Post a Notice to Vacate

  • The first step is to post a written notice demanding the squatters leave the premises within 4 calendar days. This notice must identify the property address, demand possession within 4 days, and state that legal action will be taken if they fail to leave. 
  • You can post the notice on the property entrance or hand deliver it to the squatters if possible. Make sure you keep a copy of the notice.

File for Formal Eviction

  • If the squatters do not leave after 4 days, you can file a court order to evict with the justice court in the county where the property is located. There will be a filing fee.
  • The eviction process takes a minimum of 21 days after filing. You will need to prove you are the legal property owner and serve the eviction papers on the squatters.

Obtain Police Assistance

  • Once you receive a court order granting you possession of the property, local law enforcement can assist you in removing the squatters if they still refuse to leave. 
  • Police presence ensures the removal process goes smoothly and safely. The squatters do not have any further rights once an eviction order is issued.
  • Following the proper process ensures you reclaim your property legally. Be sure to secure the property against future squatters.

Squatters vs. Holdover Tenants

In Nevada, there is an important legal distinction between squatters and holdover tenants. Squatters are people who occupy an abandoned property or land without the owner's permission. Holdover tenants, on the other hand, are tenants who continue living in a property after their lease or rental agreement has ended. 

The key difference is that holdover tenants initially had lawful permission to live on the property, whereas squatters never had lawful permission. Holdover tenants may wrongfully remain on the property after their right to occupancy has ended, but they were still initially legal tenants.

To remove holdover tenants in Nevada, the landlord must go through a formal eviction process. The steps are:

1. The landlord must serve the tenant written notice to vacate. The notice gives the holdover tenant a minimum of 7 days to leave the property, up to a maximum of 30 days depending on the reason for eviction.

2. If the holdover tenant does not move out after the notice period, the landlord can file an eviction lawsuit with the court. 

3. The court will schedule a hearing where both parties can present evidence and make their case. If the judge rules in the landlord's favor, they will issue a writ of restitution ordering the tenant to vacate.

4. If the holdover tenant still refuses to leave after the writ is issued, the court will have law enforcement remove the tenant and their belongings from the property. 

The formal eviction process for holdover tenants, going through the courts and law enforcement, does not apply to squatters who never had lawful permission to live at the property. To remove squatters, the property owner must obtain a court order through a trespassing lawsuit.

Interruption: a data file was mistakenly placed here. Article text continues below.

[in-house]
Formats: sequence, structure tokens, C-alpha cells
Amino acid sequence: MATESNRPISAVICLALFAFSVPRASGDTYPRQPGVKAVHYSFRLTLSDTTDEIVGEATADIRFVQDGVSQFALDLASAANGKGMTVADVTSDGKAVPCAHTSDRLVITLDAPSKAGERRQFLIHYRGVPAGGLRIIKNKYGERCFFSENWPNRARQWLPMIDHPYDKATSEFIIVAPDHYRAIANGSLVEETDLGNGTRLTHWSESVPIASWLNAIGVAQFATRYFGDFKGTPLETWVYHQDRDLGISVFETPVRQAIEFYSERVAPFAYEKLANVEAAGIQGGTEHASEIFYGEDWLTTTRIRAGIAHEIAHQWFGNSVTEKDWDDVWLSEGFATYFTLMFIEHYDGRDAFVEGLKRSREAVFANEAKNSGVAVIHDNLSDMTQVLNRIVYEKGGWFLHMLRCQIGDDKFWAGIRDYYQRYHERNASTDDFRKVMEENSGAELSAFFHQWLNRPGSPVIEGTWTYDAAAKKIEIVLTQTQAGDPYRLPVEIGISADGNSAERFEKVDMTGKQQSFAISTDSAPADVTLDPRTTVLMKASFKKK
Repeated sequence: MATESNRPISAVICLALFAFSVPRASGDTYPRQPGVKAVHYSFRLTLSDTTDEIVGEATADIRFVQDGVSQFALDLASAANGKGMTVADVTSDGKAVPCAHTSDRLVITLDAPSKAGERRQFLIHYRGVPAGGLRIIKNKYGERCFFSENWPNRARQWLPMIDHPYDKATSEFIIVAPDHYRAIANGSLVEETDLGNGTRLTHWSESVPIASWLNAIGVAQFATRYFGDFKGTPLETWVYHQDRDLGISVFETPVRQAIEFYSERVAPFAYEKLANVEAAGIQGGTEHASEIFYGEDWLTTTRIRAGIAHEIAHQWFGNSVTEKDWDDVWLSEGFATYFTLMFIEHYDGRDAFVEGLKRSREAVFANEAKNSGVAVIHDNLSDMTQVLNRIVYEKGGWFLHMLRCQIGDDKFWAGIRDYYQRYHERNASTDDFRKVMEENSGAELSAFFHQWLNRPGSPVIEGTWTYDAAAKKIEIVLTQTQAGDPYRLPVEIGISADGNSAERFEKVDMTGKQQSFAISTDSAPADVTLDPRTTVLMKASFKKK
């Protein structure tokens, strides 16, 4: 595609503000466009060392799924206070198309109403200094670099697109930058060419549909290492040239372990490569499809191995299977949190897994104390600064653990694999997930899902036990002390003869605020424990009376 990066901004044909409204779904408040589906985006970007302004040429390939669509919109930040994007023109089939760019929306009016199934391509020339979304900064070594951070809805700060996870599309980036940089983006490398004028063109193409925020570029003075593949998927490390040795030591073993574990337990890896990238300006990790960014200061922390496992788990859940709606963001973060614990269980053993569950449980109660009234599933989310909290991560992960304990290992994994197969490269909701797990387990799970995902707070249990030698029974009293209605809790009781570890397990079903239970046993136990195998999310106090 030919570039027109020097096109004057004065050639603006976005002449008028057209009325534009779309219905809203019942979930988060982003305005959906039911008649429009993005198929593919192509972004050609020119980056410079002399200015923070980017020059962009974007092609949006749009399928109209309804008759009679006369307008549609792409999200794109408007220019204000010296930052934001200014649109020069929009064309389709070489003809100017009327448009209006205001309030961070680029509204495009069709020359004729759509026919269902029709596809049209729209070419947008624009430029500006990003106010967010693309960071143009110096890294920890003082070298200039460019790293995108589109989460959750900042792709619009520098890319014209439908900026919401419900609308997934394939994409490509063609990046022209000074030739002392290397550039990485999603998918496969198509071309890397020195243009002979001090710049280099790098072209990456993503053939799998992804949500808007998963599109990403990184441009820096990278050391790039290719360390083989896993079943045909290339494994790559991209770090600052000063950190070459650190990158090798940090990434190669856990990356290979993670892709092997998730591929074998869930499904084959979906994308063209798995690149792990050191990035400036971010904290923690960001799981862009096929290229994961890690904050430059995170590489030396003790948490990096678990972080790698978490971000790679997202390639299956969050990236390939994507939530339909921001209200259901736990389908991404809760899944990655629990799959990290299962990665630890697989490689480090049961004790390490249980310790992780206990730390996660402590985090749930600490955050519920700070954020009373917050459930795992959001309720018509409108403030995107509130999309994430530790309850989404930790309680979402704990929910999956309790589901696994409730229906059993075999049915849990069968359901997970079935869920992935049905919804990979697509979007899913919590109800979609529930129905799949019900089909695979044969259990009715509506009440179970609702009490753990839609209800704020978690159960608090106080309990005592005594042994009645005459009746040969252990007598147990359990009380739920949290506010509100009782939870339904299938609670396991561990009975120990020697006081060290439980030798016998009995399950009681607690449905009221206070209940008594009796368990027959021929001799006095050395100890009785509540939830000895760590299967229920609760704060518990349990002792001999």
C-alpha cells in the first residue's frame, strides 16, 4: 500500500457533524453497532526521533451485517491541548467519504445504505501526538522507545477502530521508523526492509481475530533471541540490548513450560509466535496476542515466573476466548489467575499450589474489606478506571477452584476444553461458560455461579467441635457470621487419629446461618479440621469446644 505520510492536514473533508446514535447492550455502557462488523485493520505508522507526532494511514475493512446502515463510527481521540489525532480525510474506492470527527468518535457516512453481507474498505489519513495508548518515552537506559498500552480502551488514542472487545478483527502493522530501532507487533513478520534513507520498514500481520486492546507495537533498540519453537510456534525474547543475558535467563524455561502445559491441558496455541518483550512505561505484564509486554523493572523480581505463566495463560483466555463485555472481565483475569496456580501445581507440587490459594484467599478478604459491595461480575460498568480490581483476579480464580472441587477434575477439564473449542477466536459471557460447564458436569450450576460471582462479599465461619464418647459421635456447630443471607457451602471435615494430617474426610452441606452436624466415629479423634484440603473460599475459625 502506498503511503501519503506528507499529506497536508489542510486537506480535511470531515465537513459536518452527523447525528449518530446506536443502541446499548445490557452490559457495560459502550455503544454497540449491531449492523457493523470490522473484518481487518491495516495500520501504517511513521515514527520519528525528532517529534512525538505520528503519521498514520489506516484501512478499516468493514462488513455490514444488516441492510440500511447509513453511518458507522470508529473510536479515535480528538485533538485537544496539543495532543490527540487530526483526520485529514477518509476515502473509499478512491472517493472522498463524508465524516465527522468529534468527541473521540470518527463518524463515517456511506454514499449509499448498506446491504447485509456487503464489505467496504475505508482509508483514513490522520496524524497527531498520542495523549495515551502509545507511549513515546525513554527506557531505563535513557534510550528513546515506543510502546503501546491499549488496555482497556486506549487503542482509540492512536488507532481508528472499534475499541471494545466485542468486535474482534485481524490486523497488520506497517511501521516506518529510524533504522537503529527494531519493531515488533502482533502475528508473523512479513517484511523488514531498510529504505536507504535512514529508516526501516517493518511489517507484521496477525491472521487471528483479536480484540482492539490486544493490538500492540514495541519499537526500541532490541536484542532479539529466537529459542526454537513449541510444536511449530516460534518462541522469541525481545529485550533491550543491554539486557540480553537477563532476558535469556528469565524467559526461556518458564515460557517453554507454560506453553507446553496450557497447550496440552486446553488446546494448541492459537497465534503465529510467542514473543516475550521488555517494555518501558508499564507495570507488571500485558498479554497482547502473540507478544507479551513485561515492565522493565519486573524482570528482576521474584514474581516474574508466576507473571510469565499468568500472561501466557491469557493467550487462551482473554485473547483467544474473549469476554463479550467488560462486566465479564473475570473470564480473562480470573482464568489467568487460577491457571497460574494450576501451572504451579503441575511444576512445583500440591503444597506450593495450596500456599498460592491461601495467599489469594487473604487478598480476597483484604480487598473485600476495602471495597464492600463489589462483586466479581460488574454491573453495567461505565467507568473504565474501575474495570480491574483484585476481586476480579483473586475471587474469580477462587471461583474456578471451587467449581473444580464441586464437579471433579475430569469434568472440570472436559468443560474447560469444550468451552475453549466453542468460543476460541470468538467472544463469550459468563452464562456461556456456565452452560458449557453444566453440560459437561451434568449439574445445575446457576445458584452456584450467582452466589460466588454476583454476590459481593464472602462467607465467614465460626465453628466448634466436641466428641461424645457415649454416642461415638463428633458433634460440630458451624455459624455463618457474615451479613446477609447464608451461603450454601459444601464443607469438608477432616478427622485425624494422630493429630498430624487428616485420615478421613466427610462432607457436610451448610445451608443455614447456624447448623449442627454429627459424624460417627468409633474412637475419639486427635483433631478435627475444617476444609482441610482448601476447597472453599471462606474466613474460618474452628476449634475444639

Signs of a Squatter

If you suspect squatters may be occupying your vacant property in Nevada, there are some telltale signs to look out for:

Changes in Utility Usage

One of the main signs of squatters is a spike in utility usage at the property. Check with your utility companies to see if there has been increased electrical, gas, or water usage that can't be explained. Squatters will often illegally tap into existing utilities or open new accounts to provide themselves with electricity, heat, and running water.

Damage or Neglect 

Take a look around the exterior and interior of your property. Squatters often cause damage while forcing entry or make unauthorized "repairs" and changes to the property. You may also notice trash and debris piling up outside. Inside there could be signs of neglect, damage, or vandalism.

Unauthorized Repairs or Improvements

Squatters will sometimes make repairs or improvements to a property to make it more habitable, such as fixing appliances, adding locks, or building structures. Look for any changes or additions to the property that you didn't approve to uncover a potential squatter situation.

Preventing Squatters  

To prevent squatters from occupying your property in Nevada, there are a few important steps you can take:

Secure the Property

  • Install new locks on all doors and windows to prevent unlawful entry. Use high-quality locks that cannot be easily picked or broken.
  • Erect fencing around the perimeter with locked gates. Fencing helps deter squatters and defines clear property boundaries. 
  • Install security systems like cameras, motion sensor lights, and alarms. Having surveillance in place increases the risk of getting caught for potential squatters.
  • Board up or block any areas like basement windows that could be broken into. Eliminate easy access points squatters could use.
  • Keep bushes and overgrown vegetation trimmed back from the house. This removes hiding spots and increases visibility.

Conduct Frequent Checks

  • Have a friend, relative, or hired caretaker do regular drive-bys and walk-arounds. Frequent check-ins help deter squatters. 
  • Look for signs like broken windows, new possessions, cars parked outside, or lights on inside. Catching squatters early is key.
  • Walk the grounds to check for makeshift camps or damage to locks, doors, and windows. Don't allow squatters time to settle in.
  • Request police drive-bys when you are away for long periods. Ask them to check for unlawful occupancy.

Post No Trespassing Signs

  • Place visible "No Trespassing" signs around the property. This makes it clear that any entry is prohibited.
  • Add signs stating that trespassers will be reported to law enforcement. Warn that unlawful occupancy will be prosecuted. 
  • List the address and property owner's contact info. This gives law enforcement who to contact.
  • Post signs in multiple languages if appropriate for the area.